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Mr. Blonde Donating Member (1000+ posts) Send PM | Profile | Ignore Mon Apr-19-04 12:35 AM
Response to Reply #14
16. It's a small world after all
I spent the majority of my life in Madill.

Although the Chickasaws will bring in a lot of money, I do think it would be nice if the public schools could get a little bit of their gambling money. People are giving it to the indians and not getting anything in return (generally). And it will likely be a long time before the lotto gets passed.
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andino Donating Member (668 posts) Send PM | Profile | Ignore Mon Apr-19-04 01:54 AM
Response to Reply #14
18. Hey RoyGBiv
My wife was born and raised in Ada. I really like that town. The people at the Baptist church are freaking crazys. They started calling Democrats 'baby killers' and what not. Gotta love that kind of thinking. Anyway, we just went back there this weekend and did the Winter smith park thing with our son. We had a great time.


Also the reason that Oklahoma has a Dem Governor is because there were 2 republicans that split the vote for him. That and the Cock Fighting law was up for vote and pulled in the rural voters....
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RoyGBiv Donating Member (1000+ posts) Send PM | Profile | Ignore Mon Apr-19-04 02:04 AM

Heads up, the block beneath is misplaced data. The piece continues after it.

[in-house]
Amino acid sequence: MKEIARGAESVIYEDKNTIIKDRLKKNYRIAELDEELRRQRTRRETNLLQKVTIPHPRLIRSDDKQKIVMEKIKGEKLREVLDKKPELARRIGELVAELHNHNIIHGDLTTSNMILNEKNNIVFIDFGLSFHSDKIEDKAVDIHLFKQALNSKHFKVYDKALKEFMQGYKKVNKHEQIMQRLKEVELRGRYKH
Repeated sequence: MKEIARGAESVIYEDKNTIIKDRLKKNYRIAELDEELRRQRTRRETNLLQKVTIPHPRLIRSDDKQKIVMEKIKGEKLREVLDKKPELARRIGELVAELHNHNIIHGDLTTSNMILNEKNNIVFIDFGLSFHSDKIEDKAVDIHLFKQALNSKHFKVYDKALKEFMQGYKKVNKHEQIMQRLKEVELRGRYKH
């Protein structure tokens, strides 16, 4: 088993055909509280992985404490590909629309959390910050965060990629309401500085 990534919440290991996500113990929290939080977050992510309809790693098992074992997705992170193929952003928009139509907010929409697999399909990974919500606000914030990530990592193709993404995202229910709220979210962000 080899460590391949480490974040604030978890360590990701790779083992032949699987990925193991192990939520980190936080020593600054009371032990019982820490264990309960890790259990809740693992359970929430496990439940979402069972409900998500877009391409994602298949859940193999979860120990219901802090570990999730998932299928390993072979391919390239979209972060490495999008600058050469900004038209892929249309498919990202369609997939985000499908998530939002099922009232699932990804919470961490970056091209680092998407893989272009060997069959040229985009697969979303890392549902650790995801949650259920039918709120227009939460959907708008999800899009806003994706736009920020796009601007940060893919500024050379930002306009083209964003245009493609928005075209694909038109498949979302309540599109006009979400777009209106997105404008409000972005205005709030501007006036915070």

Response to Reply #18
19. Wintersmith

Lordy, this is a small Internet world.

I live in a place 80 miles from where I grew up, and NO ONE I know has ever heard of Wintersmith Park. But, I start participating in a discussion group on the Internet, and I find someone who has.

I have a lot of good memories of that place. I recently found some pictures my mother had taken of it back in 1976 or 7, the year of what was locally known as The Great Blizzard...which means there was about 2 inches of snow on the ground. :-) This was before the walking trail around the park, before the lights, back when the area down by the dam was basically wilderness, and back when the amphitheater was actually used.

As for our Democratic governor, I think he's a decent guy, about the best we could have hoped for, especially in light of all the bad publicity David Walters gave the Democratic party when he was governor.

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The Lone Liberal Donating Member (1000+ posts) Send PM | Profile | Ignore Mon Apr-19-04 12:29 AM
Response to Reply #13
15. The best story about Oklahoma Politics.
A town meeting during the time of Iran-contra, Senator Boren was holding the meeting in some town....He was explaining Iran-contra, and other important issues....the first question he recieved was from this gentleman that want to know what the city was going to do about the kids that were drinking beer down by the city lake.
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Maat Donating Member (1000+ posts) Send PM | Profile | Ignore Mon Apr-19-04 01:01 AM
Response to Reply #15
17. Thanks, you guys have made my day. Great stories.
Of course, out here in SoCal, the following counties (we're the block on/just up from the Mexican border are dealing with the gambling issues too -- San Diego, San Bernardino, Riverside. Take that back, three. Anyway, the state is always holding some privilege back (re the surrounding area) so that they can negotiate a new pact with the Tribes. The gambling seems to be generating enough $ for all, though. My Native American friends say that the monthly check (from the resort/casino revenue) really helps out.